When did asking good questions become the insane thing to do?

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Please let me know what you think….maybe it’s just me that feels this way.

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One thought on “Return to Sanity – Ask Good Questions

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  1. Jedd,

    Like normal, I enjoyed your thoughts. Since I first read the post I have been thinking about it, and wondering if I am part of the problem. I wonder if my views are tinted by party and ideological colored glasses. Am I able to compromise and balance my thoughts on issues? I often take a view that is tilted towards what would be deemed the left, and often refuse to consider the alternative views. (or simply learn about the opposing view in order to argue against it) Why is this and how did I get to this place? Why has so much of our culture/people joined me in this polarization?
    As Stewart often points out, I think it is our media that that has polarized us so. Issues are so often portrayed as a simple black and white choice with no shades of gray. Very rarely do we have actual discussions about policy, and the vast complicated proposals and solutions to our nations’ very real problems. And when we do have these discussions most often they are not face to face with another person, but online, through social media, or in our heads with the shouting heads on TV. Much like issues of race, politics has become a forbidden subject that we do not discuss. It has become socially unacceptable to have a political discussion where we may not agree with those we are speaking with. It becomes even more egregious agree, if we have a personal attachment/ relationship with those in the discussion.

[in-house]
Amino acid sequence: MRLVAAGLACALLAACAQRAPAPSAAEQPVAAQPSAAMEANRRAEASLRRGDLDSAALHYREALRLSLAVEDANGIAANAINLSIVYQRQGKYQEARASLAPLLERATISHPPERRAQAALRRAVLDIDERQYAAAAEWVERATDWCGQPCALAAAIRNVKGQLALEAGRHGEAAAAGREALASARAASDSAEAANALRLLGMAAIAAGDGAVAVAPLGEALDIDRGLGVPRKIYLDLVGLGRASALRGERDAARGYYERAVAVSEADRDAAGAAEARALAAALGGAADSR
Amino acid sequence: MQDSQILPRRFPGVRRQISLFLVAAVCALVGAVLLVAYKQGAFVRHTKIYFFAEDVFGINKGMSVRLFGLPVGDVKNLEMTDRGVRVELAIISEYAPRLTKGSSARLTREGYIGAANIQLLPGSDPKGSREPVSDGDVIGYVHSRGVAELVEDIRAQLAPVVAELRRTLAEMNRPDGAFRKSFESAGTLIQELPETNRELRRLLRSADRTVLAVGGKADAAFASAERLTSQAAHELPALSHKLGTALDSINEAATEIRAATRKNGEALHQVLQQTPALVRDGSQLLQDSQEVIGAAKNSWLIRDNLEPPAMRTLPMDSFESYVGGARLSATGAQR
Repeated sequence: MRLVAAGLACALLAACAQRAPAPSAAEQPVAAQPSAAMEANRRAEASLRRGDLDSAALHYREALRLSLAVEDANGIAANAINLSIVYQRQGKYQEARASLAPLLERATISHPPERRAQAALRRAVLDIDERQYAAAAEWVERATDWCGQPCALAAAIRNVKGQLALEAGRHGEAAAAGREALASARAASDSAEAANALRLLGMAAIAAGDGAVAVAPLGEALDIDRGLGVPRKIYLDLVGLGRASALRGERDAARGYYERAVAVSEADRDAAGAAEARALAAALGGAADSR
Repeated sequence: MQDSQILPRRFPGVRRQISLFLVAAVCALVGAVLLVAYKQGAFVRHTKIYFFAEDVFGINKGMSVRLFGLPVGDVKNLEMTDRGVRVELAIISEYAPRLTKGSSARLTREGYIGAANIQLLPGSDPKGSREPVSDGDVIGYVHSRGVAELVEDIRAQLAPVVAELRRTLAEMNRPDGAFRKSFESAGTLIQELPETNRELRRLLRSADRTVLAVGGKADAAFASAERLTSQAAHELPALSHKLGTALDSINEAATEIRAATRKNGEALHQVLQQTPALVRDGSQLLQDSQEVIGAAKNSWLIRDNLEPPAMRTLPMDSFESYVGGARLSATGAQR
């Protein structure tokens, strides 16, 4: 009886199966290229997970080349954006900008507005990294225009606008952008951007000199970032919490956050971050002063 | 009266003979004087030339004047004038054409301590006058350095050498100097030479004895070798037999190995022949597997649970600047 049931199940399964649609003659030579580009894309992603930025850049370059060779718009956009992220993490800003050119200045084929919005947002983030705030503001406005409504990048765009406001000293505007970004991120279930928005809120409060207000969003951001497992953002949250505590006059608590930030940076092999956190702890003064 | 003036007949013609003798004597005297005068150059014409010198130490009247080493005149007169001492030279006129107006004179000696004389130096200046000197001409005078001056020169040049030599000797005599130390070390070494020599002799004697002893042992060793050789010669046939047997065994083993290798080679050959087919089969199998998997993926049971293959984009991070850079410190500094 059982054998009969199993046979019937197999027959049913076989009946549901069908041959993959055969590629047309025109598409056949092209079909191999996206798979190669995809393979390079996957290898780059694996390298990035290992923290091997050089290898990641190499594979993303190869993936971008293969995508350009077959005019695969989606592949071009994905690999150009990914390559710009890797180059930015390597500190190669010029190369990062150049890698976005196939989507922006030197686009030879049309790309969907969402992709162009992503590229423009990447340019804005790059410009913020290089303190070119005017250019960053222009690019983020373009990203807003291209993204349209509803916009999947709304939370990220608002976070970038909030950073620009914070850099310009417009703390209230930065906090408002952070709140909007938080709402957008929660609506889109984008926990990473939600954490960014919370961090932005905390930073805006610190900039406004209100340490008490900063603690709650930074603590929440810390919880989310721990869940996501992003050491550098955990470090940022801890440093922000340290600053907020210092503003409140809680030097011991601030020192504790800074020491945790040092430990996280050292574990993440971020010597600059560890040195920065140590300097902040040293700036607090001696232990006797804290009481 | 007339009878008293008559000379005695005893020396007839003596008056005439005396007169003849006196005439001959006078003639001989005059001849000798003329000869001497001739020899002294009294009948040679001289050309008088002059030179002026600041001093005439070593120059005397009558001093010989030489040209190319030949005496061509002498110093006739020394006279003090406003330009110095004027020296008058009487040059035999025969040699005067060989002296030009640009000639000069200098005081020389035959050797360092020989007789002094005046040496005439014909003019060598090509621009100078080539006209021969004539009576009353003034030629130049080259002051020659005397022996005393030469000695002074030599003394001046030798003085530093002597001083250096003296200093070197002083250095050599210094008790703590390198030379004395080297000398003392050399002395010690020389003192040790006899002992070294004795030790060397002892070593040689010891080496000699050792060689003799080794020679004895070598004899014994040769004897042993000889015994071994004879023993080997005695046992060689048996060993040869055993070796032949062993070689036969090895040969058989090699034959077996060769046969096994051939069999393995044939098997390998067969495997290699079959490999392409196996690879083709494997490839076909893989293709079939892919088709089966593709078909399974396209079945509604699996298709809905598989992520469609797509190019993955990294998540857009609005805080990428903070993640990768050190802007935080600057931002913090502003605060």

You are so right that it is like marriage, where being right cannot always be the end all be all, but the discussion, the compromise and understanding of the other parties involved is so paramount to a continued peaceful existence.
    Of course as I write this I am also thinking of the clear choices between our current two parties. Neither is a perfect choice, yet one is clearly a better choice than the other. I am saddened, as I feel so much of the electorate simply is not informed/knowledgable enough about the issues and consequences to make what I consider to be the correct choice. (yes I know this somewhat condescending viewpoint plays into the polarization that yo are speaking of) But I also have hope that as our population becomes more and more disenchanted with our current two party system (see congressional approval ratings which never cease to reach new lows) that a true third party can arise in order to bring people together and actually solve some of our problems in a pragmatic yet revolutionary manor that can change our dialogue and free us from our shallow sound-bit oriented political discourse.

    In the mean time I will enjoy the rally and the absurdity of it all while attempting to truly listen to those I disagree with.

    Jeff